Yesterday I spoke with a real estate investor who was having trouble finding value in his region of the country that could support his business model. He renovates then either flips the properties or adds them to his rental inventory. His dilemma, he explained, was the fact that values are now at bubble levels again and he felt another correction can’t be that far away!
In talking with him I asked him to name a few reasons why he loved flipping homes and owning rentals. He replied… “That’s simple, I like making money.” I asked him to share with me what he considered a good deal. He said if he can flip a home and make 30% to 50% before taxes, or earn a 10% to 14% net rental income he’s as happy as can be. I asked what he didn’t like about his business, and he told me that sometimes you win and sometimes you lose, so in reality earning those numbers isn’t always possible.
He had come across agricultural investing after doing a Google search online. A video of ours popped up describing the profits in coconuts, so he gave us a call. I explained that my background had been traditional real estate for sometime, however, after I discovered agriculture I exited that space and replaced it where the profits are generated biologically rather than economically. He asked me to clarify that point.
In traditional real estate, and investing in general, profits come by way of buying something at one price, and selling that something hopefully to someone else at a higher price. In flipping homes that’s the driving profit generator. With income property the focus is on cash-flow, and so long as the tenant(s) can pay their rent or lease, and expenses are managed, the profits are generally stable. Obviously the economy has a lot to do with whether or not we have occupancy shrinkage.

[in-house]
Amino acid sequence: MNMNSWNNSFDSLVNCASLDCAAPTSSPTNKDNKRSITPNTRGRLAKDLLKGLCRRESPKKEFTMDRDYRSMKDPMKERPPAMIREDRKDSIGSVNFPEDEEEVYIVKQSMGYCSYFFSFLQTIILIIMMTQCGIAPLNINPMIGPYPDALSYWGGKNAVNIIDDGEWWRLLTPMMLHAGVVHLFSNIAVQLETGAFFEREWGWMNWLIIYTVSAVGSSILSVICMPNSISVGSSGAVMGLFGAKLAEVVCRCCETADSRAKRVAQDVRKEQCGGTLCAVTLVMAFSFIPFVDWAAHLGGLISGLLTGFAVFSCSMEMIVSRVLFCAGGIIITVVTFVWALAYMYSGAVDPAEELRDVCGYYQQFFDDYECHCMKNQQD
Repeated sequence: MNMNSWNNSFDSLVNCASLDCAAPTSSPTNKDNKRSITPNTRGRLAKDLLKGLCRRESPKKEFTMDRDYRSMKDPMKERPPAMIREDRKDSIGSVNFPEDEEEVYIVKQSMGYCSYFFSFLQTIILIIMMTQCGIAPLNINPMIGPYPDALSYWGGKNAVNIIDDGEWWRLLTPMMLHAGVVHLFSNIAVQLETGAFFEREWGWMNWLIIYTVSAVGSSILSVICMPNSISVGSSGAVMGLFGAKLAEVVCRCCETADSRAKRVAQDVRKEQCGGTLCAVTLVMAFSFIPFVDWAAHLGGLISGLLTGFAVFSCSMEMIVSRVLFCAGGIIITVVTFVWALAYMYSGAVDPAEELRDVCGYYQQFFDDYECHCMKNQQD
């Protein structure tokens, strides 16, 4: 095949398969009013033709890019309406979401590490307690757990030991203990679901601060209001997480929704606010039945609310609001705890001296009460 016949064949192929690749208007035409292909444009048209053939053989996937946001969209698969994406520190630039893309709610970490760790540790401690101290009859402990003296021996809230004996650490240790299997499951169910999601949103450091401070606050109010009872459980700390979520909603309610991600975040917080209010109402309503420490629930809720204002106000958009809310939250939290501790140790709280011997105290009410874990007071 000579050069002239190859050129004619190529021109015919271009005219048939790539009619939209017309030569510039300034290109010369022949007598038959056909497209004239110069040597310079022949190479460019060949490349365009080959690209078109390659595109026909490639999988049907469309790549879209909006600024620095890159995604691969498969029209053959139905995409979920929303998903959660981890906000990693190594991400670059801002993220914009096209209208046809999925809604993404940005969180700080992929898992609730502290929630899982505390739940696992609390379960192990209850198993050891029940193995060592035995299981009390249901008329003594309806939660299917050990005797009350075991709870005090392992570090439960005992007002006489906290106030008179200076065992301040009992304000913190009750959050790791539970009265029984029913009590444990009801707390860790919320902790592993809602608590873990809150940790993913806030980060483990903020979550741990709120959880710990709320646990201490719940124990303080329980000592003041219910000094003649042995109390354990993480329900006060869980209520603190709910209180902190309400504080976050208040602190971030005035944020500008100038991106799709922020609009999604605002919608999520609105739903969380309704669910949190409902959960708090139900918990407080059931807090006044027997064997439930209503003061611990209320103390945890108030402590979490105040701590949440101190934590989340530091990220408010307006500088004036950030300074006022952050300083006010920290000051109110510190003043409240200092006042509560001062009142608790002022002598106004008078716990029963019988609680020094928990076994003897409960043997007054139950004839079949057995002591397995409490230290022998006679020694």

After explaining to him that in specialty agriculture (especially non-perishables), Mother Nature provides a REAL advantage. Whether or not the economy is good or bad, coconut trees for example only know one thing – how to grow coconuts!
Yes, the price of a coconut may vary, but all-in-all there are no missed rent/lease payments, no up and down dizzying equity swings, no toilets or troubles, no remodeling or buying a new garage door opener, etc.
The trees produce coconuts for 60+ years, the land the trees grow on appreciates steadily (farmland values don’t often see major crashes like we saw in the 2008 crash), and we enjoy net annual cash-flow in the high teens. Obviously it isn’t possible to grow coconuts in Arizona, Washington, Michigan, or New York (and most of the U.S.), so one also has to think outside of the box and expand into international real estate and mimic the more sophisticated investor that has a global diversified portfolio.
If you would like to learn more about how you can earn profits in coconuts, go to: